Kentucky managed to avoid a sweep in Gainesville on Sunday, defeating Florida 8-1. Despite the win, the Wildcats yet again found themselves on the losing end of an SEC series, having lost six of seven this season.
An early March series win over then-ranked TCU showed plausible promise, but the ‘Cats have come nowhere close to maintaining expectations since then.
Following the pair of wins over the Horned Frogs, UK has played 23 games against Power Five opponents, winning only seven of those contests. While the Wildcats have only been swept one time this year — in Fayetteville against Arkansas — they’ve only been able to nab one conference series win, taking two of three from Georgia at the end of March.
Below average pitching plagues conference play
In Kentucky’s 21 games in SEC play, the pitching staff has allowed more than five runs 11 times, winning just two of those battles.
Nine of those losses have seen the Wildcat staff allow eight or more runs, an abhorrent number, often giving the offense no chance to contend, regardless of how hot the bats are. UK has lost four games this season in which its scored more than five runs, with the pitching allowing an average of 12.75 runs in those losses.
Sean Harney and Tyler Guilfoil were lights-out in the series finale against the Gators, with Harney tossing seven innings of five-hit, one-run baseball. Normally relievers, the duo have been some of the only consistent pieces head coach Nick Mingione has had this season.
Of the six pitchers who have made at least three starts this season for Kentucky, no starter checks in with an ERA under 5.00. Tyler Bosma, the 6-foot-6 lefty who has toed the slab first on eight occasions this year, owns a 5.18 ERA in 33 innings pitched.
Injuries have taken a toll on the staff, with Friday night starter Cole Stupp and top reliever Darren Williams both having been out for the season for some time. Williams in particular was dynamite until his injury, boasting an 0.93 ERA and 1.21 WHIP in 29 innings of work.
The back end of the staff has been less than ideal for Mingione, as four arms who have made 10 or more appearances this season have ERA’s over 7.50. With zero consistency from the arms all season, the Wildcats have been unable to find any groove since SEC play began.
The bats are almost as inconsistent
When the Wildcats do win in the SEC, they pile it on. In the seven conference wins, they are averaging 10 runs per game. Whether it be 18 runs against Georgia, 15 against Missouri or nine against Ole Miss, hitting is contagious in the UK dugout.
The issue is, when Kentucky faces decent pitching, which is plentiful in the SEC, the bats go ice cold. In the team’s 14 conference losses, they are averaging a measly 2.2 runs.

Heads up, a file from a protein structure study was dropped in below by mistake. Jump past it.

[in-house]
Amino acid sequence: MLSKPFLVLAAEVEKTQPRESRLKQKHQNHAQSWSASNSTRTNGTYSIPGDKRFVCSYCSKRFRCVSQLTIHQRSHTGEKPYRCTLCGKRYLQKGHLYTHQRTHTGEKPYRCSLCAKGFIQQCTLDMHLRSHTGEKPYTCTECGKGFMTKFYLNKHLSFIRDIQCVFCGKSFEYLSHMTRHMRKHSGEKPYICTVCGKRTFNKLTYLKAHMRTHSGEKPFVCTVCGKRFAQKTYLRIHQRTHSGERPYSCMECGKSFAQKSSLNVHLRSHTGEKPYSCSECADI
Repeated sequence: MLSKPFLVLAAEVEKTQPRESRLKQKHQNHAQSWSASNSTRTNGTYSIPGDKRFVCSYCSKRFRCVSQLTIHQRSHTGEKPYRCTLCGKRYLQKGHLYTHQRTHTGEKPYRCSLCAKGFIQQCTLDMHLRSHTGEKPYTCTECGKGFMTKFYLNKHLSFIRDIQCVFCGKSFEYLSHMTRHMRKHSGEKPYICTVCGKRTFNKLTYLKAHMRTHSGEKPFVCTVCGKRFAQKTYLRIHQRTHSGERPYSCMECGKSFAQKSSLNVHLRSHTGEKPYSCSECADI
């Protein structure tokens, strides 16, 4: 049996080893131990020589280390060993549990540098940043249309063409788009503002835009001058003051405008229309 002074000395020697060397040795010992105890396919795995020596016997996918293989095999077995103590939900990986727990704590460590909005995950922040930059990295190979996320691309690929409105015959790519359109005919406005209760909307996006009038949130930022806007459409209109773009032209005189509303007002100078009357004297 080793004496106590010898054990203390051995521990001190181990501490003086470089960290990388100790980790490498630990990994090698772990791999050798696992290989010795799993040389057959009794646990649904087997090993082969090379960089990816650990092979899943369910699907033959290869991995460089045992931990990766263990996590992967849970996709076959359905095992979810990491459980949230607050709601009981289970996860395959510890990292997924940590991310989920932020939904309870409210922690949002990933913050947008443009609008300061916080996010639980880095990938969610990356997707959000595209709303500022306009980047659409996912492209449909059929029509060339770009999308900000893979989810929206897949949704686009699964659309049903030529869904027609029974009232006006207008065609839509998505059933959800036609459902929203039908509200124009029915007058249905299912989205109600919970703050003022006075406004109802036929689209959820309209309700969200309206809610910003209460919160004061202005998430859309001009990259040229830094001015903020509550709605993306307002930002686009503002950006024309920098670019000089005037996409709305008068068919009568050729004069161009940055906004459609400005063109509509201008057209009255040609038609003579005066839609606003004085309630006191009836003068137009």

In the Arkansas series, UK managed just six runs in three games. Vanderbilt would hold the ‘Cats to the same run total in Lexington, including a no-hitter in game one of the set. Before the offensive outburst on Sunday against the Gators, UF pitching held the bats to just three runs.
Four Wildcats collected a pair of hits in the finale against Florida, as the team notched 11 total. The season stats for UK hitters don’t reflect that of a team fighting to stay above .500.
All 10 players who took an at-bat for Kentucky on Sunday own batting averages over the Mendoza line. Daniel Harris IV leads the way at .324, while Chase Estep follows at .315. Estep is the lone Cat to own an OPS above 1.000.
Seven players have accumulated 20 or more RBI over the season, while Estep and Plastiak have each mashed a team-best 12 home runs. The extra-base hit numbers have been there, and the production has been spread throughout the lineup, it just hasn’t come in the timely manner that Mingione has been looking for.
More of the same year in year out
Following Mingione’s superb 2017 season in his first go-round at the helm, taking the ‘Cats to the Super Regionals where they fell to Louisville, it’s been a rocky road.
Kentucky is en route to its fifth consecutive year without a postseason berth. After an encouraging 10-1 start to the season, the behemoth that is the SEC has once again drug the Wildcats down to the bottom of the conference in a long, grueling fashion.
Whether it’s finding a new head coach, or taking a leap with the talent that arrives in Lexington, there is a clear need for some sort of change in Kentucky Baseball.
The season continues on Thursday, May 5, as the Wildcats welcome consensus No. 1 Tennessee to Kentucky Proud Park for a three-game series.